There are some really messed up people in this world. Apparently, a few of them are writers. Months after the Kathleen Hale stalked a negative reviewer and Richard Brittain stalked and assaulted a negative reviewer, Andrea Smith and Eva LeNoir have decided to take on the ignoble task of publicly shaming a negative reviewer. This time, it’s being done in literary form. Their book Black Balled has the following description currently:
Two dominant males, two worthy adversaries, in a business that takes no prisoners, will soon learn that fate refuses to be ignored . . .
Black Balled is a story of two people, destined to hate one another for very different reasons–but will something happen to change all of that? A harsh reviewer with deep secrets and fears; a cocky Indie author that takes the bait and ultimately ends up breaking the Cardinal Rule, but what price will he end up paying for that?
Situations are not always what they seem; one of them is in deep denial,and the other is hell-bent on finding something–anything to distract him from his insecurities and the pain he is feeling because of personal tragedy and loss… toss a vindictive ex in the mix, and what you have is explosive and quite . . . epic.
Can they both survive one other?
Get ready for a magical carpet ride with this one!
Babu is one letter off of the name of reviewer Baba, who left a negative (2-star) review on Diamond Girl, a book by Smith. As critical as the review was, it ended with “Give it a try and maybe you’ll love it.” That’s nicer than a lot of people are2 when it comes to critical reviews. So, writing a book as a response? Holy fuckballs! That’s nuts.
But Smith says it isn’t about Baba and that Baba is full of herself. No, really, she did. Smith also seems “surprised” that there was drama over the book and seems to be in total denial that she is to blame for it. She also seems to be in denial that the “buzz”3 is pretty much all negative.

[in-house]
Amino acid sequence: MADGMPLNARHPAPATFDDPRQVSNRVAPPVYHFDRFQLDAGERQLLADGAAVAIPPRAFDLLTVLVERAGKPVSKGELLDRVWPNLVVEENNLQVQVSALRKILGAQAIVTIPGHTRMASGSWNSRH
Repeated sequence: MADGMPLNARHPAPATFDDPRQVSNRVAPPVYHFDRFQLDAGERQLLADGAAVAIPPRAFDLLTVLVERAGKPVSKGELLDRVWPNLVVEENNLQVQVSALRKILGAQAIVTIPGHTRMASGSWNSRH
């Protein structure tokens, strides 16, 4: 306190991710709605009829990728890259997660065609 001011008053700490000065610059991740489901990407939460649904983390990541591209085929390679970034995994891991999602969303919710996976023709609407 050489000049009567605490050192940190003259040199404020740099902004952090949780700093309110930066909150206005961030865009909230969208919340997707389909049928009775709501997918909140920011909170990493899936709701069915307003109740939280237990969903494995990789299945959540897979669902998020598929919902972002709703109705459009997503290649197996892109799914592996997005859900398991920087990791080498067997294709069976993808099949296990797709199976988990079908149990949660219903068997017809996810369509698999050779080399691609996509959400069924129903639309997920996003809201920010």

This also isn’t the first time that Smith has behaved childishly45 when critiqued. This is pretty indicative that she has a problem. If you can’t handle reviews that are 1 or 2 stars, then maybe you shouldn’t publish your work. At the very least, you shouldn’t read the reviews. And if you’re reacting this poorly to the reviews, then get help that you definitely need. This should not be the way any person reacts to this sort of situation.
I’ve received criticism in the past on various things and reacted negatively from it. I’ve also worked on not letting it get to me. Maybe the writers who end up obsessing over, stalking, shaming, and assaulting their critics should do the same. If they don’t want to try therapy, then maybe they can listen to music or meditate or paint or do something. But this sort of behavior is just messed up. It seriously reminds me of the wise words of Mary Cooper on The Big Bang Theory:
Oh, lamb chop, we can quibble what to call it, but I think we can both agree it’s creepy.
Except that it’s not just creepy. It is absolutely 100% fucked up. Reviewers shouldn’t have to worry about their personal safety because some writers can’t handle a negative review. And it’s becoming increasingly more obvious that that’s something reviewers are going to have to consider. I wouldn’t be surprised if this sort of act or the acts of other authors leads some people who write reviews to back away from doing so in the future. I also wouldn’t be surprised if it makes reading in general less enjoyable for some. And that not only hurts Smith and LeNoir, it hurts the whole industry, reviewers, and people who just read as a hobby.
I don’t think there is any way that Smith and LeNoir could repair the damage to their careers that they have done with this book, but it would be nice if they would admit that their behavior is reprehensible. It would be nice if they would actually step up, put their grown up panties on, and apologize.